MOVIE REVIEW: You’ll fall in love with quirky Wilkes-Barre native ‘Florence Foster Jenkins’
Maybe there’s something that I can relate to in the personality of the strange, erratic, and often random Florence Foster Jenkins.
The Wilkes-Barre-born socialite and patron of music shares a profound love of the arts, just like me. She aspired to be a musician, performing as a pianist up until an arm injury prevented her from playing.
Whether it was a cruel twist of fate or just a lack of luck, Jenkins simply didn’t have what it takes to make it as a professional musician.
What set Jenkins apart from others, however, was the funds she had available to support and finance her passion for the arts. Jenkins was the beneficiary of a sizable trust left to her after her wealthy father’s death.
Jenkins, played by the always wonderful Meryl Streep in the new film simply titled “Florence Foster Jenkins,” used her money to fund any and all things involved with music, forming private music appreciation clubs for her wealthy friends and supporters by putting on stage performances which usually featured her as an extravagantly clothed character. She’s utterly charming. Something about her is just infinitely likable and quirky in the best way.
Her biggest supporter was her young husband, an actor and monologist called St. Clair Bayfield, played by Hugh Grant. Despite the seven-year age gap between him and Jenkins, the two clearly cared deeply for one another.
Grant and Streep play off one another brilliantly when on screen, making the relationship between the characters feel genuine and believable; the two feel like an actual married couple. Bayfield is supportive of any and all things Florence wants, usually planning and allocating the finances and resources to make it happen.
However, one of the few things Jenkins’ money couldn’t buy her was a better singing voice. Her love of music and instrumental talent early in life unfortunately didn’t translate into a quality singing voice.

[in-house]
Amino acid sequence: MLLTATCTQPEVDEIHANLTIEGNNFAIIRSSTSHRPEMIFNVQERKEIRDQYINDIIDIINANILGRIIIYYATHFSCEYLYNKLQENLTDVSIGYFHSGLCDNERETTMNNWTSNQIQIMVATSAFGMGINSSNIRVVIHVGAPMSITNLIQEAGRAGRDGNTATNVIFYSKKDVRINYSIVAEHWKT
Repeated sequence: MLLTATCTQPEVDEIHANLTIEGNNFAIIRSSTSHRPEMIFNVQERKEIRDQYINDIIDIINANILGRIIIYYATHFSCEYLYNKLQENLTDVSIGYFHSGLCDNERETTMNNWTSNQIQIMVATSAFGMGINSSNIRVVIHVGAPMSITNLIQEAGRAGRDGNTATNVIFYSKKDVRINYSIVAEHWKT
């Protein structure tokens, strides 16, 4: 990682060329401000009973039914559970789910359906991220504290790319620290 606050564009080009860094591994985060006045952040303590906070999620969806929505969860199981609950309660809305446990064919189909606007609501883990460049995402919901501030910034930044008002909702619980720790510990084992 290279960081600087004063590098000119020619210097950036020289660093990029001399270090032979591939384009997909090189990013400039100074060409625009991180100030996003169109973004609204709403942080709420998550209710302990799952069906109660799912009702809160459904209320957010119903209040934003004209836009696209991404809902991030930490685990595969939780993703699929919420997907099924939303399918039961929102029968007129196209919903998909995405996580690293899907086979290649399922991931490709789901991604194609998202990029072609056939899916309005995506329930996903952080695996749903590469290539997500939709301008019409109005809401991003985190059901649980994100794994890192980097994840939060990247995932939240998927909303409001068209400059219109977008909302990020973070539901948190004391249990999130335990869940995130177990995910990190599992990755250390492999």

Florence has the best vocal coaches, hires the best pianists to perform with her, and sells out rooms full of people to listen to her. None of that, however, makes up for the absolutely dreadful sound of her singing opera classics. The terrible nature of her voice is, however, delicately kept from her by everyone around her. Her husband, friends, and hired musical colleagues all push through and support her, regardless of the quality of her voice.
This is where the crux of the film lies. The comedy, character development, and plot are all driven along by the complexity of this tension.
One of the characters dealing with the most pressure is young pianist Cosmé McMoon, played by Simon Helberg. McMoon is being paid handsomely for his work with Jenkins, but he can’t help but worry about his musical reputation.
Each of the main characters has their own burden to bear, and each handle it in a relatable, if not somewhat sappy, way.
The performances are all pretty good but, as usual, Streep steals the show. She completely embodies the character of Jenkins here, down to her smallest mannerisms. She makes her character not only fun to watch and laugh at, but sympathetic in her motivations as well. As a viewer, you understand her actions throughout the film.
The film is a gentle, yet grounded look at a series of complicated relationships between complex characters, while still managing to make me laugh.
Like I said before, maybe I just have a soft spot for a fellow Northeastern Pennsylvania native and lover of the arts, but I enjoyed this for what it was. It was a funny, entertaining journey into the life of a local I had never heard of up until I saw the film.